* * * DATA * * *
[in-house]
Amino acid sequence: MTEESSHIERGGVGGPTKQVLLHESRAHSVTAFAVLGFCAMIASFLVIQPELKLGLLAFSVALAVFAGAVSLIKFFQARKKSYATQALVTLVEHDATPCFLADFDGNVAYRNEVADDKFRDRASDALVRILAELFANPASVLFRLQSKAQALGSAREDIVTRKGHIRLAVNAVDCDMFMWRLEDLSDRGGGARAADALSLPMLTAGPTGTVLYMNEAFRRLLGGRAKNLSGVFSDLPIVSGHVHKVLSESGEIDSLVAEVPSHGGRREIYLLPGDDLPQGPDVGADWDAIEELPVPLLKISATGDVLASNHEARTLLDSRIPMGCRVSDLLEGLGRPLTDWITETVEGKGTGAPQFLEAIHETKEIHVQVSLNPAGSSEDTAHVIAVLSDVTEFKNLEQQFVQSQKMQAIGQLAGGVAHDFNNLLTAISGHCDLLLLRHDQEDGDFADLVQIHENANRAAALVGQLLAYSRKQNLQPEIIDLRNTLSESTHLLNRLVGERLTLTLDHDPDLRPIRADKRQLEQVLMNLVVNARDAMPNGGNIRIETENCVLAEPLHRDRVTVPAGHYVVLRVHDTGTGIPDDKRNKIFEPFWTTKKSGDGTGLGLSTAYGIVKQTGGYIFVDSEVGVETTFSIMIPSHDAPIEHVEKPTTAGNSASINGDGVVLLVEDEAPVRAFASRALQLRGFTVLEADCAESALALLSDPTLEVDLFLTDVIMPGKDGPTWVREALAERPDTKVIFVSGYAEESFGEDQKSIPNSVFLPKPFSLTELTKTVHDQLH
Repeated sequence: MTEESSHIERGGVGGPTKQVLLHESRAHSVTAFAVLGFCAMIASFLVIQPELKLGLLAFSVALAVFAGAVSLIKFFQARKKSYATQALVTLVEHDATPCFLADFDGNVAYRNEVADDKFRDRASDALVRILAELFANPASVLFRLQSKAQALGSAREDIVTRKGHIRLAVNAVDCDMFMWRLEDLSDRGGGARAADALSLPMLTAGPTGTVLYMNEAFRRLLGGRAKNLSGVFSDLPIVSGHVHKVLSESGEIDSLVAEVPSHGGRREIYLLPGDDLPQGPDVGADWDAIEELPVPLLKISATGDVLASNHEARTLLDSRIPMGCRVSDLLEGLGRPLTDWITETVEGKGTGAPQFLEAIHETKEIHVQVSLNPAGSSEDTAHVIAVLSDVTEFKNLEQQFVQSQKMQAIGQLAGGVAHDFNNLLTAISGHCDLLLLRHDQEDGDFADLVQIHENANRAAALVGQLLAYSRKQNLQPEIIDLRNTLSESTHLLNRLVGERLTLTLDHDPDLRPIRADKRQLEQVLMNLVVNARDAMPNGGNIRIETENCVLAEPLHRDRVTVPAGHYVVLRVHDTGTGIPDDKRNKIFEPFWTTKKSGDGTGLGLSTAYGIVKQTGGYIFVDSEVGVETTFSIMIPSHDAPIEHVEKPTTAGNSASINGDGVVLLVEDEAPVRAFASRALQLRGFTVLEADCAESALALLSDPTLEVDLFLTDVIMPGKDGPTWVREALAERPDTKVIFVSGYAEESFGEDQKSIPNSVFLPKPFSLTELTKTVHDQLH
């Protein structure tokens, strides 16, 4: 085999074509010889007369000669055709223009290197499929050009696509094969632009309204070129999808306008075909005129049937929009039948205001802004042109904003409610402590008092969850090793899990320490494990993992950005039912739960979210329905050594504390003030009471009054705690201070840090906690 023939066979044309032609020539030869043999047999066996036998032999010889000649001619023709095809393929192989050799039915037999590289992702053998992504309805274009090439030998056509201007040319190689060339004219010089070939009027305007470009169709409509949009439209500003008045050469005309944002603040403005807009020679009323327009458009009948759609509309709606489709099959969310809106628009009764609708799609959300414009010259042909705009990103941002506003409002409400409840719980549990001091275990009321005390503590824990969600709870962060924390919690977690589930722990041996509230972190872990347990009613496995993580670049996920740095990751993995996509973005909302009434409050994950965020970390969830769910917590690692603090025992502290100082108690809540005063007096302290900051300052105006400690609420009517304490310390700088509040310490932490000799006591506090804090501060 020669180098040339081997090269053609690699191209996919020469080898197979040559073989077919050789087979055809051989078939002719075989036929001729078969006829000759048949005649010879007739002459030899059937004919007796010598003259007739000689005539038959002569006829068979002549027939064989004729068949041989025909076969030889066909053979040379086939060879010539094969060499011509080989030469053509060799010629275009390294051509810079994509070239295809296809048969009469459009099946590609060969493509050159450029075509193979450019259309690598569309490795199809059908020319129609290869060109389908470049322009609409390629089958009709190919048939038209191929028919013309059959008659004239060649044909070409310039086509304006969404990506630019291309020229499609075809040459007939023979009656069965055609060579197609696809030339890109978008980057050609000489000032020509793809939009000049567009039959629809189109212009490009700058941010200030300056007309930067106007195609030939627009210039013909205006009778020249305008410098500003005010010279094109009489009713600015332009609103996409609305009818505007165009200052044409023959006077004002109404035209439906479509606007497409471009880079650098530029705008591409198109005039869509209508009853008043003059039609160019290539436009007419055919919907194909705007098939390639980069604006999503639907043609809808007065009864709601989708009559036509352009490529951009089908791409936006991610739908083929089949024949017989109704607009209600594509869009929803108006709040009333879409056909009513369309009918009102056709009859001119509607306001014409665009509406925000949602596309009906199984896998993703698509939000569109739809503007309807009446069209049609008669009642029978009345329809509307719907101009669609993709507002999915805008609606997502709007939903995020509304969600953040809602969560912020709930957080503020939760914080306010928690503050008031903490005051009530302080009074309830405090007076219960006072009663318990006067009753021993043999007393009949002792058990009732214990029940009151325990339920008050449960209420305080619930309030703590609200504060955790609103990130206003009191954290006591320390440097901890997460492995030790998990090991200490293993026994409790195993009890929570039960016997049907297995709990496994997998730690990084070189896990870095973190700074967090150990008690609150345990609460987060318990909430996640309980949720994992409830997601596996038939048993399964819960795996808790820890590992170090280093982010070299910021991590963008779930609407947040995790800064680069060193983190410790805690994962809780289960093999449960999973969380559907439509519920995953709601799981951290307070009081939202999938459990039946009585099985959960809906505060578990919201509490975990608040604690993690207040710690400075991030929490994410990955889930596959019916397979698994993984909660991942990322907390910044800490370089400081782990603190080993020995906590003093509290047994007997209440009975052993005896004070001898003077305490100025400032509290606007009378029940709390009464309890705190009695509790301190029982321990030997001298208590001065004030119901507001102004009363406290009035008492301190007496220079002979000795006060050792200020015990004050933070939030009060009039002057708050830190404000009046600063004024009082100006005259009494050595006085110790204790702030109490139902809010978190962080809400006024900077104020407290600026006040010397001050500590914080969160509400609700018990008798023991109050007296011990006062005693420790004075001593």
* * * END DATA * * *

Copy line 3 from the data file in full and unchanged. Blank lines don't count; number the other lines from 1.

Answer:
Repeated sequence: MTEESSHIERGGVGGPTKQVLLHESRAHSVTAFAVLGFCAMIASFLVIQPELKLGLLAFSVALAVFAGAVSLIKFFQARKKSYATQALVTLVEHDATPCFLADFDGNVAYRNEVADDKFRDRASDALVRILAELFANPASVLFRLQSKAQALGSAREDIVTRKGHIRLAVNAVDCDMFMWRLEDLSDRGGGARAADALSLPMLTAGPTGTVLYMNEAFRRLLGGRAKNLSGVFSDLPIVSGHVHKVLSESGEIDSLVAEVPSHGGRREIYLLPGDDLPQGPDVGADWDAIEELPVPLLKISATGDVLASNHEARTLLDSRIPMGCRVSDLLEGLGRPLTDWITETVEGKGTGAPQFLEAIHETKEIHVQVSLNPAGSSEDTAHVIAVLSDVTEFKNLEQQFVQSQKMQAIGQLAGGVAHDFNNLLTAISGHCDLLLLRHDQEDGDFADLVQIHENANRAAALVGQLLAYSRKQNLQPEIIDLRNTLSESTHLLNRLVGERLTLTLDHDPDLRPIRADKRQLEQVLMNLVVNARDAMPNGGNIRIETENCVLAEPLHRDRVTVPAGHYVVLRVHDTGTGIPDDKRNKIFEPFWTTKKSGDGTGLGLSTAYGIVKQTGGYIFVDSEVGVETTFSIMIPSHDAPIEHVEKPTTAGNSASINGDGVVLLVEDEAPVRAFASRALQLRGFTVLEADCAESALALLSDPTLEVDLFLTDVIMPGKDGPTWVREALAERPDTKVIFVSGYAEESFGEDQKSIPNSVFLPKPFSLTELTKTVHDQLH